A mosque devastated by strong winds as Storm Eunice battered the region could be forced to fork out £100,000 in repairs.
Greengate Jamia Masjid is desperately trying to raise enough cash to repair the damage caused across the weekend, after one of the minarets was ripped from the roof.
The second minaret, a thin tower built on or near mosques that are often used in calls for prayer, has also been damaged, and is now unstable and in need of repair.
Posting about the damage on social media, members of the mosque revealed construction workers had been due to remove the original minaret safely after it became damaged on Saturday, February 19.
Made of fibreglass, the tower was hanging off ‘at about 45 degrees’ when police erected a cordon around the site to make it safe.
However, before workers could arrive, the tower had crashed through the roof into the prayer hall on Saturday evening, causing rain water to pour into the building and damaging the dome of the building.
Attempts were made to repair the roof on Sunday, February 20, but poor weather conditions made it impossible for them to safely fix the damage, adding to the water damage.
A post on the mosque’s Facebook page on Monday read: “As many of you will have seen, there has been significant storm damage at the Masjid.
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“One of the Minarets has fallen through the roof of the prayer hall, the second minaret is unstable and the dome has also been damaged, the costs for replacements and repairs are likely to be over £100k.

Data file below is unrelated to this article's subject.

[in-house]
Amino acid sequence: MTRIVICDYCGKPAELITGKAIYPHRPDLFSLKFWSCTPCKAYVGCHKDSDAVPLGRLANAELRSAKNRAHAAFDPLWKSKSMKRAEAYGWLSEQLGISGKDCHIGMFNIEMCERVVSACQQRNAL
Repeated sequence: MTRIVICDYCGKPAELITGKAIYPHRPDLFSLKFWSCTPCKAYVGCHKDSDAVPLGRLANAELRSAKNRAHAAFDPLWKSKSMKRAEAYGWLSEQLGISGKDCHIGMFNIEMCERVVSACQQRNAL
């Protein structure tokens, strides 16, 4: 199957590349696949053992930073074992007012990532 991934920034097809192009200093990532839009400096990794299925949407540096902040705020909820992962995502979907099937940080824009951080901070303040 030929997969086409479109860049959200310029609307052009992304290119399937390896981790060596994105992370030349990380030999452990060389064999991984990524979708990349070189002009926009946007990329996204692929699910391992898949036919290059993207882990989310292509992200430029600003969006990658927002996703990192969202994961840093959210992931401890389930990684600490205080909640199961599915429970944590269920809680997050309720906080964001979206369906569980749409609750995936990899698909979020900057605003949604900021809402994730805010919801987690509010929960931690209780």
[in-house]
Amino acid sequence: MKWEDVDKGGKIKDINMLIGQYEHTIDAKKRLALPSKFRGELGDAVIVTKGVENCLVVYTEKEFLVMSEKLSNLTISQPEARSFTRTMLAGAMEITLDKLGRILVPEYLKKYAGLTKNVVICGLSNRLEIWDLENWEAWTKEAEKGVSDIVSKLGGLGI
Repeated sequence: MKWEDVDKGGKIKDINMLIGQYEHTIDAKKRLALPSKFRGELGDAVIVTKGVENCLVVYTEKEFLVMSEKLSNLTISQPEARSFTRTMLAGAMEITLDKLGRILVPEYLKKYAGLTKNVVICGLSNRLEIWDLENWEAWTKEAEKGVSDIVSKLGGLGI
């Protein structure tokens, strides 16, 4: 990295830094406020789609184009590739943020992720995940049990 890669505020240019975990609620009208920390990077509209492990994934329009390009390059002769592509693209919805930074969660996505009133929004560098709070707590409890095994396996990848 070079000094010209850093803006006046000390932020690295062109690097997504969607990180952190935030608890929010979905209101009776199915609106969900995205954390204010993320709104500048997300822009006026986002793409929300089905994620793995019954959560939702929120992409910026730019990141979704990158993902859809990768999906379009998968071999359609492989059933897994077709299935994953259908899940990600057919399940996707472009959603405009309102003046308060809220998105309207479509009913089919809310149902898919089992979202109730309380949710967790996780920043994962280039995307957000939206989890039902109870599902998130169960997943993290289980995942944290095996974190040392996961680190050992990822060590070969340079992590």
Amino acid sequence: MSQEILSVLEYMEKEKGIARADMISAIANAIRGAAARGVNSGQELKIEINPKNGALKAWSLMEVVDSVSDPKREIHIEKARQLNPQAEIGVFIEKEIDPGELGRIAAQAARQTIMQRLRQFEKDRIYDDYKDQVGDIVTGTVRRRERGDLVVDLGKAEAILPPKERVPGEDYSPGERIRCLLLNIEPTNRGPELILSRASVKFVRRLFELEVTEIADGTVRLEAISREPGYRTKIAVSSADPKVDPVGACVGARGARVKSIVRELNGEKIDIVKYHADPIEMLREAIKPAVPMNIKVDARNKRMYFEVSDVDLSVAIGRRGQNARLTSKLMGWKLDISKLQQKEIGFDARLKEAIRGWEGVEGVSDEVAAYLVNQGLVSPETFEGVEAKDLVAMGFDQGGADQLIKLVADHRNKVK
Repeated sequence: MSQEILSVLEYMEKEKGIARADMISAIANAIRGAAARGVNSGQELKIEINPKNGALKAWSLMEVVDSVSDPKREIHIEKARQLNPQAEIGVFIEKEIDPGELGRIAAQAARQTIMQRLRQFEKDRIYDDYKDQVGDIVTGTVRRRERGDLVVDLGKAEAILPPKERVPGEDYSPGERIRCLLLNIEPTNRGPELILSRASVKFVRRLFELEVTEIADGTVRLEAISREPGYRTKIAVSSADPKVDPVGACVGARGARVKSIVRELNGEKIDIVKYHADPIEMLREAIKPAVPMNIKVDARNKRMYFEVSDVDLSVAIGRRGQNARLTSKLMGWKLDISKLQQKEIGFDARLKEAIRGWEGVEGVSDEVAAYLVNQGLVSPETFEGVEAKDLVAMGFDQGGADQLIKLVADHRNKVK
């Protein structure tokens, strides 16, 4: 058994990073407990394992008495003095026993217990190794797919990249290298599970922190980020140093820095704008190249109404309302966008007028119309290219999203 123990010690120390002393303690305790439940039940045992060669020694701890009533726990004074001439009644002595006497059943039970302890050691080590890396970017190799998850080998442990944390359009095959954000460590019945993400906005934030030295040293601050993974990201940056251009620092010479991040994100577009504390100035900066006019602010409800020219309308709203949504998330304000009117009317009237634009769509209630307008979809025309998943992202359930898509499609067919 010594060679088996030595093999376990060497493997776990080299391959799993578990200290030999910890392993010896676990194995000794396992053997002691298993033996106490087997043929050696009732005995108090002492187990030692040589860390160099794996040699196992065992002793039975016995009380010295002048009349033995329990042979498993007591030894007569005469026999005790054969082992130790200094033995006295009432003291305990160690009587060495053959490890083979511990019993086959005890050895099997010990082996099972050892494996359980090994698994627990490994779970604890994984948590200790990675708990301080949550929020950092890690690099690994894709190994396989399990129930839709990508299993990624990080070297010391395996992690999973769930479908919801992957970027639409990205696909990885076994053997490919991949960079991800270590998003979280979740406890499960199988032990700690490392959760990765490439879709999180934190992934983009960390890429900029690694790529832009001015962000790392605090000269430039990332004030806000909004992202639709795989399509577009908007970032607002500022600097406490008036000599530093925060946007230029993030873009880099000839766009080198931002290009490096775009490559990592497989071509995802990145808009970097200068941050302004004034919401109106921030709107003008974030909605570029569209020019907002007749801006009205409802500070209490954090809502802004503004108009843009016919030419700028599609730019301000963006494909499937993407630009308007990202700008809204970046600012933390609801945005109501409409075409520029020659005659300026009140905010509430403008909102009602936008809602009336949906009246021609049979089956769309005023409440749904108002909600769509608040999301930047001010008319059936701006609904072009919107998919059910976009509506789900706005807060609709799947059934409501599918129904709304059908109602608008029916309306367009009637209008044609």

“We are meeting with experts over the next few days to try and plan the repairs and estimate costs.
“Many people have already pledged to contribute towards the cost of repairs, and we are putting out an urgent appeal for donations.
“Every donation will make a considerable difference.”
A Givebrite donation page set up for the repairs has now raised £480, with donations also being accepted by bank transfer and in person.
If the mosque raises more money than needed for the cost of repairs, all additional funds will be used towards the Masjid.
Navaid Afzal, secretary of the mosque, previously told the M.E.N that he was relieved nobody was hurt when the tower tumbled.
“I was stood there chatting, and all of a sudden I heard this thunder, and a big crash,” he said.
“I thought flipping heck, it’ was like a plane had come down or something.
“To be honest I can’t thank the authorities enough for what they did, they instantly put a cordon in.
“It could have easily killed someone.”